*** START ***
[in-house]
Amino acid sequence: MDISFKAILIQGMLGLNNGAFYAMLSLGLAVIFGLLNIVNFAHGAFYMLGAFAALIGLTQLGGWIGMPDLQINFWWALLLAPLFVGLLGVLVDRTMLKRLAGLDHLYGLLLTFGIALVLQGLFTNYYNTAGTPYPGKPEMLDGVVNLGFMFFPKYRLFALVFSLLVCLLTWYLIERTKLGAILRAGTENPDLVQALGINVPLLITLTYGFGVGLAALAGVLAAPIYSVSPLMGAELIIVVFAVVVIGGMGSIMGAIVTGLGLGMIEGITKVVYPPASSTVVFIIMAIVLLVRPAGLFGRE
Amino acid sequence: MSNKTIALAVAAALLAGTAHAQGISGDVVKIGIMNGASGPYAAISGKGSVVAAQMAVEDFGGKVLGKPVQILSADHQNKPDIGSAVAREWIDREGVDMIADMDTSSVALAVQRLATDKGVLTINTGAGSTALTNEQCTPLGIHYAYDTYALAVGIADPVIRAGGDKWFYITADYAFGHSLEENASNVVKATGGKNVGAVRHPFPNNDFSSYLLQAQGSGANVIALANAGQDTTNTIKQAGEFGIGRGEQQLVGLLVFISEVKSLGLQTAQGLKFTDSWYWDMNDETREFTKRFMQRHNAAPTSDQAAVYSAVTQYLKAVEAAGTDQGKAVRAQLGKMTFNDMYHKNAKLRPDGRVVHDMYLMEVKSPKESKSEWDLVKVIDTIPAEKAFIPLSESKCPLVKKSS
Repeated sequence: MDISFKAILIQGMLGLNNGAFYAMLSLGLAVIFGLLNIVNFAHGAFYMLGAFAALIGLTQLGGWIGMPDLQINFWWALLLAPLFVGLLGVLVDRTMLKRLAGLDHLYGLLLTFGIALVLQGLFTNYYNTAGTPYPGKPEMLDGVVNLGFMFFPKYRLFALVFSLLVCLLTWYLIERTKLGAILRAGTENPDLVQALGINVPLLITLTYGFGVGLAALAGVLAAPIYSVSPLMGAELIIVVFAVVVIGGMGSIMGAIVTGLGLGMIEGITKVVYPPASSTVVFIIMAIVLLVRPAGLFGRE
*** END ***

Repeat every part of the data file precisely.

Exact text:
[in-house]
Amino acid sequence: MDISFKAILIQGMLGLNNGAFYAMLSLGLAVIFGLLNIVNFAHGAFYMLGAFAALIGLTQLGGWIGMPDLQINFWWALLLAPLFVGLLGVLVDRTMLKRLAGLDHLYGLLLTFGIALVLQGLFTNYYNTAGTPYPGKPEMLDGVVNLGFMFFPKYRLFALVFSLLVCLLTWYLIERTKLGAILRAGTENPDLVQALGINVPLLITLTYGFGVGLAALAGVLAAPIYSVSPLMGAELIIVVFAVVVIGGMGSIMGAIVTGLGLGMIEGITKVVYPPASSTVVFIIMAIVLLVRPAGLFGRE
Amino acid sequence: MSNKTIALAVAAALLAGTAHAQGISGDVVKIGIMNGASGPYAAISGKGSVVAAQMAVEDFGGKVLGKPVQILSADHQNKPDIGSAVAREWIDREGVDMIADMDTSSVALAVQRLATDKGVLTINTGAGSTALTNEQCTPLGIHYAYDTYALAVGIADPVIRAGGDKWFYITADYAFGHSLEENASNVVKATGGKNVGAVRHPFPNNDFSSYLLQAQGSGANVIALANAGQDTTNTIKQAGEFGIGRGEQQLVGLLVFISEVKSLGLQTAQGLKFTDSWYWDMNDETREFTKRFMQRHNAAPTSDQAAVYSAVTQYLKAVEAAGTDQGKAVRAQLGKMTFNDMYHKNAKLRPDGRVVHDMYLMEVKSPKESKSEWDLVKVIDTIPAEKAFIPLSESKCPLVKKSS
Repeated sequence: MDISFKAILIQGMLGLNNGAFYAMLSLGLAVIFGLLNIVNFAHGAFYMLGAFAALIGLTQLGGWIGMPDLQINFWWALLLAPLFVGLLGVLVDRTMLKRLAGLDHLYGLLLTFGIALVLQGLFTNYYNTAGTPYPGKPEMLDGVVNLGFMFFPKYRLFALVFSLLVCLLTWYLIERTKLGAILRAGTENPDLVQALGINVPLLITLTYGFGVGLAALAGVLAAPIYSVSPLMGAELIIVVFAVVVIGGMGSIMGAIVTGLGLGMIEGITKVVYPPASSTVVFIIMAIVLLVRPAGLFGRE